She was a model
Publish | 08 Jun 2016, 16:57
When it comes to portraying women as sexual objects, some media outlets' attitude teeters on the brink of mania. There are times it comes out in little bursts.
The recent incident of the suicide of a woman in Mirpur is a case in point. She had threatened to kill herself in a video posted on a social networking site before she actually went on carrying out the sad act. A lonely woman early in her life killing herself is indeed tragic. To begin with, such an incident should have been reported in a more cautious manner. This is especially so when the victim is a woman and also because suicide in our society is still a taboo. There is also the issue of respecting the memories of the dead. On top of it all, through the act or taking that leap of faith, she has gone beyond the confines of our worldly affairs.
Some media outlets, especially the online-only ones, have discovered in her death a godsend to increase visitors for their website. That she was a model had made her story even more interesting for them. It seemed as though the video and her subsequent death had made the woman an object, a commodity. As good as a news product. Her personal life suddenly became an object of scrutiny. These 'newspapers', armed with quotes by some police officers, started to give detailed accounts of her supposed private life. These reports, most of them riding on the quote of that know-all sepoy or sergeant, appeared to know every person that the deceased had come across in her life or all the places that she had frequented. Not to mention the detailed, intimate descriptions of her supposed private life. Most of them are of course fictitious, yet they are duly typed and sensationally headlined for the palate of unsuspecting readers.
The kind of 'journalism', where computer screens or newsprints are daubed with trash, is not new, though. To make it sad to tragic, some mainstream, respectable newspapers are also infected with this disease of the soul. Take Oishee Rahman, a teenager who had killed her police-inspector father and homemaker mother in 2013. Long before the law enforcers disclosed the teenager's real age, her name, photo and personal details were published, and she was shown handcuffed on primetime television. Again, her gender had made her an object of close media scrutiny. It suddenly seemed to matter a lot as to with how many men she regularly visited different fast-food joints or the kind of cough syrup she had allegedly preferred to get her kicks. And it all came from the horse's mouth - police officers who had diligently supplied friendly reporters with all these 'crucial' details about the case.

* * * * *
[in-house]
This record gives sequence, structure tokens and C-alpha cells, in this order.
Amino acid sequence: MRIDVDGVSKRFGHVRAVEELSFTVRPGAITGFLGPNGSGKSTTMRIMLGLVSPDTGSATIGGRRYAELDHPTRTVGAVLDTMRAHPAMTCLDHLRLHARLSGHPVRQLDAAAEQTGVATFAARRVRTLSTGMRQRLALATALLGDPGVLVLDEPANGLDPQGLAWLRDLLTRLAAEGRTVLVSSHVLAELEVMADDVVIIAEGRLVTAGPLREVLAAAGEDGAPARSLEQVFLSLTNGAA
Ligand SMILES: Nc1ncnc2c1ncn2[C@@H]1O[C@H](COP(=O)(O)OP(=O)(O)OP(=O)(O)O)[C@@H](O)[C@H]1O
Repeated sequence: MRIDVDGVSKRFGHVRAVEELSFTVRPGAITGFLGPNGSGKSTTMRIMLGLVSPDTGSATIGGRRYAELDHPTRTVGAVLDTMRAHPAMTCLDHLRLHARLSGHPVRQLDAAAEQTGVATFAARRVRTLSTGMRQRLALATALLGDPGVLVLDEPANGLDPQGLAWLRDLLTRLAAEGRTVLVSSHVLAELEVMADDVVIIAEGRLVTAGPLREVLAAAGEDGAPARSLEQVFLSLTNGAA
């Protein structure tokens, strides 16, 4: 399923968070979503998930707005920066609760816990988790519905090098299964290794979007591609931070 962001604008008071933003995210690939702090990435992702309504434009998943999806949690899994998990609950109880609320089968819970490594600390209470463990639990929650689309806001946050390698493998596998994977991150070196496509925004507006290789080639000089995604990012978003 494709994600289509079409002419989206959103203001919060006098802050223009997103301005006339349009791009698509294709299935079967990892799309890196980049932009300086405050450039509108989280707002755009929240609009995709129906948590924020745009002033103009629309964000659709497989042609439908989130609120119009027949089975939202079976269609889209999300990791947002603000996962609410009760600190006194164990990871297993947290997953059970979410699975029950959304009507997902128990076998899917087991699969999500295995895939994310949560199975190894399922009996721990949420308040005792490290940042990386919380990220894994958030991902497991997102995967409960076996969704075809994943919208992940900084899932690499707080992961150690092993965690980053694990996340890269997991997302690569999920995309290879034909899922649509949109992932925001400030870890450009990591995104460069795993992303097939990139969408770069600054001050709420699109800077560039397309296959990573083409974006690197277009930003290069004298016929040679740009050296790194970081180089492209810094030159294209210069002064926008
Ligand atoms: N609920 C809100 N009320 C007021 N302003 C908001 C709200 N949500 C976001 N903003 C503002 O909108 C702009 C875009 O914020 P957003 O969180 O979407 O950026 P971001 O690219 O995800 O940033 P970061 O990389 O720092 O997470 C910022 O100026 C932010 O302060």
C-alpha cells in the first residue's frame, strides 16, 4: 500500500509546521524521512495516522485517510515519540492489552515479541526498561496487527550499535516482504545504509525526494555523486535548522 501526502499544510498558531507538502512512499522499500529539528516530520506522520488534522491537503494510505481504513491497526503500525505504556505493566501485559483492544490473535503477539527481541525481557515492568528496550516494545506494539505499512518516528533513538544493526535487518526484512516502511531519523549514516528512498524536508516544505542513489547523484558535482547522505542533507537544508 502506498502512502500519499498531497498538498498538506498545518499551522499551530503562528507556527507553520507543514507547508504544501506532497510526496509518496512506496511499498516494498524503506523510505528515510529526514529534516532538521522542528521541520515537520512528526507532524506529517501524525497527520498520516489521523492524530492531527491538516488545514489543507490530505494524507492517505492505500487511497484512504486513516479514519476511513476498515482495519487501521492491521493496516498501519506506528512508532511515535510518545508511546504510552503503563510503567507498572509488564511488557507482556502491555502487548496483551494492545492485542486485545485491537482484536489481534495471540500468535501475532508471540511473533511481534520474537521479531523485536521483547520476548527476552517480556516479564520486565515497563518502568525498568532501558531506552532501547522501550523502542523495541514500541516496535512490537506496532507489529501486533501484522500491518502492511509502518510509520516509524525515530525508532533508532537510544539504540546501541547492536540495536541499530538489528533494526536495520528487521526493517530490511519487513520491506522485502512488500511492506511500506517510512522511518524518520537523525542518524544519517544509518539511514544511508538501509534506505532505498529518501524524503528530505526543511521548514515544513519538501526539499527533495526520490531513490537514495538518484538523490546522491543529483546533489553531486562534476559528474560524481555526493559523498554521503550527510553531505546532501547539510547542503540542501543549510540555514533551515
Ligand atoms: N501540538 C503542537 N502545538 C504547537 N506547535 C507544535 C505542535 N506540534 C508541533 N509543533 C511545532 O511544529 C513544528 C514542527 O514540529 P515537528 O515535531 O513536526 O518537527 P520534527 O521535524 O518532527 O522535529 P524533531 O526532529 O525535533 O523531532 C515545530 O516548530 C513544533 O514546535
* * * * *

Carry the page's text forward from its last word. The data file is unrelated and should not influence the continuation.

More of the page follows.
Some newsroom heads appear to possess the not-so-enviable ability to transport their readers to Victorian England, where words such as allegedly, sub judice, norms, and editorial guidelines were considered alien to journalism. It can be fairly said that long before a Dhaka court had handed the girl death penalty for parricide, some newspapers and television channels have already executed the verdict for her imagined crimes through reports and comments that were at times irresponsible, shoddy and were devoid of the sense of propriety that is indispensable to running a newspaper. Media trial is a nasty business, and women are its worst victim. Thus, a woman caught with the cough syrup Phensedyl can be reported as 'Phensi Queen' or a girl in possession of methamphetamine tablets will be called 'Yaba Princess'.
The crux of the matter lies in seeing women, her body to be precise, as a commodity. This has particularly proliferated since the country's Bourgeoisie revolution of 1990 that had ousted Gen HM Ershad in a mass upsurge and restored democracy. The get-rich-quick economic system has given birth to a consumerist culture, which sees women as a product, her body, like a designer hat, has been turned into a sellable item. Even more so is her life - some news outlets think it is their right to talk about what goes on even between the sheets. That she is dead is news, that she was a model is even better for the story.
The solution, however, does not lie in regulation. History tells us that it is a matter of days, if not years, that general readers will reject outlets that pander to false news or sensationalism. Given that our society is littered with remnants of feudalism along with the presence of a crummy education system that wishes to generate only good grades, it will take our readers a little longer to reject the Phensi news outlets. However, at the end of the day media as an entity is a self-regulatory affair. Having said that, there is always room for debate, and it should be encouraged. The Press Council needs to hold regular events to sensitise reporters about gender, children and other issues of importance. News editors can hold meetings where editorial guidelines can be discussed and swapped. This is especially so in the wake of the digital revolution.
Writer: author, journalist and editor.